Sunny Side of The Stream: Ten Christian Marriages Come from Pastor’s Faithfulness to Care for People Suffering from Same-Sex Attraction

By Aliya Kuykendall Published on June 8, 2024

With Pride Month upon us, the question presents itself anew: How should Christians engage with people who suffer from same-sex attraction or gender confusion, and with a society that celebrates disordered lifestyles?

One pastor has decades worth of experience on this topic to share.

In 2003, Sam Andreades took on the position of senior pastor at a church in the Greenwich Village neighborhood of New York City, home to the famous Stonewall riots that marked the start of the gay rights movement in the 1970s.

“That was kind of gay central,” he tells The Stream.

Andreades felt compelled to learn about the people around him, so he asked a church elder — a “big Texan guy,” as he recalls — to go with him to a transvestite party and ask people there what had led them to choose that path. It was an eye-opening evening.

“I began to realize where American culture was going,” he says now. “I offered myself to the Lord. I said, ‘If you want to use me for this, I will make myself available.'”

Over the next two decades, that promise would lead Andreades to many more interactions with people dealing with same-sex attraction and gender confusion.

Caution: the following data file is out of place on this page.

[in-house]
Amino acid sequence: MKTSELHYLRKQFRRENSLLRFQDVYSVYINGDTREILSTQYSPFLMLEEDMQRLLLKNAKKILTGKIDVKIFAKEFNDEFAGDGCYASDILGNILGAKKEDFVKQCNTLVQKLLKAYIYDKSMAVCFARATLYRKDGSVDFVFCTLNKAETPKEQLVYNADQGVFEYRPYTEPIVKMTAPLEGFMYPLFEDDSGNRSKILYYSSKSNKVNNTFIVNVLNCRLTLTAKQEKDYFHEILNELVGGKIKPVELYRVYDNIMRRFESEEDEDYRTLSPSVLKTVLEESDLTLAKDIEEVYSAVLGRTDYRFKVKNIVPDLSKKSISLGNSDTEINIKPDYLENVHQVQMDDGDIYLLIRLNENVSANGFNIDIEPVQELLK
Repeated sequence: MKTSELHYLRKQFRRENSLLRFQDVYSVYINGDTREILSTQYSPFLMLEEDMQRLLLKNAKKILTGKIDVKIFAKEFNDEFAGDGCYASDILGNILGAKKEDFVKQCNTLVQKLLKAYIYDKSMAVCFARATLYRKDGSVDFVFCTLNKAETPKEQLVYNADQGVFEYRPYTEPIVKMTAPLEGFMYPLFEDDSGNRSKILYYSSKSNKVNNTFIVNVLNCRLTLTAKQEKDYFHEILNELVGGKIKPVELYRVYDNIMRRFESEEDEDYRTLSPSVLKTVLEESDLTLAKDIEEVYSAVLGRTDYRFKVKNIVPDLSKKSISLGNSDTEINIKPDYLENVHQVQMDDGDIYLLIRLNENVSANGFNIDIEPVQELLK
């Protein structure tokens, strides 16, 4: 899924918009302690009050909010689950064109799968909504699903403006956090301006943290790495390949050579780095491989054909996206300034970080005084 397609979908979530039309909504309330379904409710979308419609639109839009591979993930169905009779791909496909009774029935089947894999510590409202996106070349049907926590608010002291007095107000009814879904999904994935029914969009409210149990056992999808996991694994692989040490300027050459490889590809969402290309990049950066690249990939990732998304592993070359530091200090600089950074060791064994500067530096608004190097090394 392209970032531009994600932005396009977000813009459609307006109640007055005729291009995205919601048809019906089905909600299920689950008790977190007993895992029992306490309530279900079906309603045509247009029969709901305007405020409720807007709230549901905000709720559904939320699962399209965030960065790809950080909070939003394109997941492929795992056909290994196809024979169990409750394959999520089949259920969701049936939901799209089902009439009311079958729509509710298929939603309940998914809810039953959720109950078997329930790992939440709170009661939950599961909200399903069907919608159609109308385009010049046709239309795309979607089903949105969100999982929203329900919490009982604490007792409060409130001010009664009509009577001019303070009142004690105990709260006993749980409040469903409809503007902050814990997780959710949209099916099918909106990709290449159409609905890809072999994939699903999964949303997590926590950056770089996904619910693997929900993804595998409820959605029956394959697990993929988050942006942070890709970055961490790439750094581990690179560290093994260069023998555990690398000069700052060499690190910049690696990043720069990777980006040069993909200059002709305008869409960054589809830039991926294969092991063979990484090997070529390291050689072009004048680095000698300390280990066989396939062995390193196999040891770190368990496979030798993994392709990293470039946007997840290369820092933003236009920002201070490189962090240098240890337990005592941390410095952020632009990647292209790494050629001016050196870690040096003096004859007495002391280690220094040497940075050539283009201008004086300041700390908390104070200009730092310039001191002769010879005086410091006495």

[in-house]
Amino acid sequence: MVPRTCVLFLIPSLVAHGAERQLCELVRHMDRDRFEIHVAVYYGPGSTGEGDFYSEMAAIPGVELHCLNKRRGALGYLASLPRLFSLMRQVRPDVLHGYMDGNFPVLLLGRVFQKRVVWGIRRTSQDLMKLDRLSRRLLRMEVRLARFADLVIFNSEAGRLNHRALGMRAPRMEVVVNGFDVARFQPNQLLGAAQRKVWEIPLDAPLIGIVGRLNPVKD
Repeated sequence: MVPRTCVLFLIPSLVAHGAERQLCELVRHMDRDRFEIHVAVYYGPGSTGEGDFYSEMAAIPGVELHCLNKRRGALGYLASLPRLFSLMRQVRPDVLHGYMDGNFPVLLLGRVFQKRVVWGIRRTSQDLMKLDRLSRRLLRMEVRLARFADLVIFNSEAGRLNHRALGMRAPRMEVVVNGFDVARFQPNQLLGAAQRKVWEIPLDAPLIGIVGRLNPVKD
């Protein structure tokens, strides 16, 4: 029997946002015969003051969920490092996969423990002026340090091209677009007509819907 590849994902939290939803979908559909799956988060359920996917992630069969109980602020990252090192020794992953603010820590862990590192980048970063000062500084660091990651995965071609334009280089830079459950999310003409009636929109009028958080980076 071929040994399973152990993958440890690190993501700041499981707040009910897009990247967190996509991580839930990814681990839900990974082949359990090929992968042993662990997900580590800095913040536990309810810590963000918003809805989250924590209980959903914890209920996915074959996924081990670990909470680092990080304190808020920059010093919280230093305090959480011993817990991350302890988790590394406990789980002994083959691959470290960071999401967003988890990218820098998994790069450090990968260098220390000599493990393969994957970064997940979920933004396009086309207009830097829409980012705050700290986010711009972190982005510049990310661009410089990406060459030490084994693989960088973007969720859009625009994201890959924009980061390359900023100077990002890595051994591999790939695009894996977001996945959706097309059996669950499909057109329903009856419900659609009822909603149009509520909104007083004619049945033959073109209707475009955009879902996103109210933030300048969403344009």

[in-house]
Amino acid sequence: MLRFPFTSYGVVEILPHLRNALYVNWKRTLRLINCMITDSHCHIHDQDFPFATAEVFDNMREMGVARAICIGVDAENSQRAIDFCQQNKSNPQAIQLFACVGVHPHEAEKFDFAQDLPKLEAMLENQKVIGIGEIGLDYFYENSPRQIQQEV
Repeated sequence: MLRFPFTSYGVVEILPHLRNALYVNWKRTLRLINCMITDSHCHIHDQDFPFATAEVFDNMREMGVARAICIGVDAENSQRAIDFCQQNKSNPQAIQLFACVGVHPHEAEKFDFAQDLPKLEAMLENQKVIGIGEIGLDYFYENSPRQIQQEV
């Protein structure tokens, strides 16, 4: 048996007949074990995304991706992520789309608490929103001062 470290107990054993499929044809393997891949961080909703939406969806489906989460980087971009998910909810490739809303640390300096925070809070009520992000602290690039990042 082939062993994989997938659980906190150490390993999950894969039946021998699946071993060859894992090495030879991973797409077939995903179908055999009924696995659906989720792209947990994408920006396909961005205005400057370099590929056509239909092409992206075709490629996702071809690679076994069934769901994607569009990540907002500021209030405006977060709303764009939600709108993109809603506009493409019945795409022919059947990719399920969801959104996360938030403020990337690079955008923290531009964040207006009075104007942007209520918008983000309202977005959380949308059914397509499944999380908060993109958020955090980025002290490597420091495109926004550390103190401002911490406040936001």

“There are things for which, normally, a busy pastor would say, ‘I don’t have time for this.’ I said instead, ‘Okay, because I made that promise, I’ll take the time to try to walk with these people who really want to follow Christ, but have these difficulties that plague them.’ And I feel very privileged to have walked with some of them. They’re really heroes to me.”

Water, Bathrooms, and the Truth

Andreades says that as a pastor, “you want to be ministering to the people and the needs in your area. And in our area, it just seemed to me that we would not be faithful if we tried to ignore [how gay the neighborhood was] or just had a fortress mentality. So I spent a lot of time trying to help the congregation to engage the culture, to open up” and take the truth and power of the Gospel out of the building and into the village.

During that time, the local gay pride parade — which passed right outside the church’s doors on West 11th Street during its Sunday morning service — began to transform from a fringe event into an enormous production as politicians decided to support it. Every year members of his congregation would worry about what they should do. How would they respond?

“I got my leaders together and I said, ‘Let’s respond as Christ would with truth and grace,'” Andreades says. Since people at a parade needed water and bathroom access, the group decided they would open their doors during the service to offer those two things. So as Andreades preached, members of the congregation handed out water bottles and escorted people to the restrooms.

As people from the parade walked past, Andreades would lay out from the Scriptures why gay pride is not Christ’s way for people. Some people who were getting water bottles and going to the restrooms would then sit in the back of the room. Once a couple — two men — came in together and sat down and started listening to the sermon. Andreades watched their faces change as they began to understand his message.

“One of the guys got really angry,” Andreades recalls. “He finally stood up and tapped the guy next to him, like, ‘Let’s get out of here.’ He ran over to the door. But the other guy didn’t follow him. I could just see from his face, he was like, ‘Wait, I want to listen to this guy. I want to hear what he’s saying.’”